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Caines Head State Recreation Area
Caines Head State Recreation Area is located in Alaska
Caines Head State Recreation Area
Caines Head State Recreation Area
Location in Alaska
Location Kenai Peninsula Borough, Alaska
Nearest city Seward, Alaska
Area 6,571 acres (26.59 km2)
Created May, 1971
Satellite view of Resurrection Bay.

Caines Head State Recreation Area is 6,571-acre (26.59 km2) recreational area, embodying Caines Head cape in Resurrection Bay, Alaska. The area is located in Kenai Peninsula Borough 7 miles (11 km) south of the city of Seward. A popular tourist destination, Caines Head features spruce and hemlock forests, a variety of terrestrial and marine wildlife (including harbor seals, Steller sea lions, sea otters, orcas, humpbacks, grey and fin whales, brown and black bears, lynx, mountain goats, wolves, etc.), and the remains of Fort McGilvray – a World War II-era fortification erected in 1941–1942 to obstruct potential Imperial Japanese Army invasion.


There is no evidence that the area had any previous settlements of Native American population. On August 28, 1903 a wooden steamship Santa Ana operated by Pacific Clipper Steamship Company brought first permanent settlers to Seward, Alaska. The cape was named after Captain E.E. Caine, who was a pioneer of commercial marine transportation between the contiguous United States and Alaska as well as one of the company owners.

During World War II, the strategic importance of Caines Head was recognized early. The cape protrudes deep into Resurrection Bay, compelling vessels entering the bay to double Caines Head prior to reaching the port of Seward. Moreover, the cape features a steep elevation of 1,500 feet (460 m), an extremely rugged shoreline, and a 20-foot (6.1 m) difference between high and low tides, effectively obstructing a marine landing. This advantageous position to lock the entrance into the bay and the port of Seward was occupied by US Army forces in July, 1941, months before the Pearl Harbor Attack.

Seward port was considered critical to the war time logistic, as it was an ice-free port at the south terminus of Alaska Railroad. In 1941, US Army deployed 277 men and four 155-mm guns on Caines Head. In July 1942, several months after the Pearl Harbor Attack and a month after Imperial Japanese Army's invasion of the Aleutian Islands, US Army increased its presence and began the construction of permanent fortifications on Caines Head.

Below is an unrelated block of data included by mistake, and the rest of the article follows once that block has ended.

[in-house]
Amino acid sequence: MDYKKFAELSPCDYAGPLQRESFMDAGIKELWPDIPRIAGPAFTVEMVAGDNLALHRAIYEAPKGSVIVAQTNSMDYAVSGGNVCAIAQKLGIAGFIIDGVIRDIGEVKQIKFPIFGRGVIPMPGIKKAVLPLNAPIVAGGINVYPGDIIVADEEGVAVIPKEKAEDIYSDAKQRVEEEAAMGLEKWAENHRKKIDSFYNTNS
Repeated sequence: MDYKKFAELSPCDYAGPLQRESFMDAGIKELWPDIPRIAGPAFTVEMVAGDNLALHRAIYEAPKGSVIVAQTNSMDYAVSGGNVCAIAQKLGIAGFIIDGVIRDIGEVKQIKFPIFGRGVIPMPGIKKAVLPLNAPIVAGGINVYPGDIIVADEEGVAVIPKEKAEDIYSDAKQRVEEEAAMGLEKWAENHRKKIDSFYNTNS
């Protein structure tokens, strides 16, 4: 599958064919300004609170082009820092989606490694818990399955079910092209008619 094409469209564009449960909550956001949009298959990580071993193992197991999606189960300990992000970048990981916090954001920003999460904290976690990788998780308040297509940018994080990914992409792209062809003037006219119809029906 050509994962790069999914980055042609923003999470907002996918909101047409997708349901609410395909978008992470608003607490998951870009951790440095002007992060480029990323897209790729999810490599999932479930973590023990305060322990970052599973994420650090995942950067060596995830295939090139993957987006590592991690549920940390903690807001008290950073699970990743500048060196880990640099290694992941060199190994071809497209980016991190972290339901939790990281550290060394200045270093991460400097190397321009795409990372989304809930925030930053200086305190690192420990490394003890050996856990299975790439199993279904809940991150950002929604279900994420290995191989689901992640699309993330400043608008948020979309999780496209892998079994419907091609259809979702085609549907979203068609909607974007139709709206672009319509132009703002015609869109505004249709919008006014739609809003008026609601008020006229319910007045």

Over 5 miles of roads were also built in the area for military purposes; however, they were never connected with Seward. Instead, docking facilities were constructed in the north end of the road network. Permanent 6-inch batteries were constructed on Caines Head; a radar installation and a submarine loop station were maintained in Resurrection Bay for their support. The installations on Caines Head were christened Fort McGilvray on March 25, 1943.

The defense project was almost completed by February 1944, but US Army and Navy successful advances in the Pacific Theater of World War II have rendered the project irrelevant, and the battery was abandoned on April 7, 1944. The battery was dismantled on March 4, 1947.

In 1971, Caines Head area was designated as Caines Head State Recreation Area with intent to develop outdoor recreation opportunities and to conserve the remains of Fort McGilvray. By 1974, the area was enlarged to 5,961 acres (2,412 ha), and in 1995 additional 610 acres (250 ha) were added to its territory, thus reaching the present area of 6,771 acres (2,740 ha). The rise of tourism into the area began in 1984, with first park rangers appointed to the area in 1985.


The area can be reached on foot or by boat. Caines Head features a network of nature trails, some of which follow the original military roads. The remains of Fort McGilvray include reconstructed logged structures erected in the summer of 1941, remains of the military docks, and the original battery installations. The area offers hiking and fishing opportunities, although the hikers following the trails along the beach are warned to time their activities with regards to the high tides of the area.

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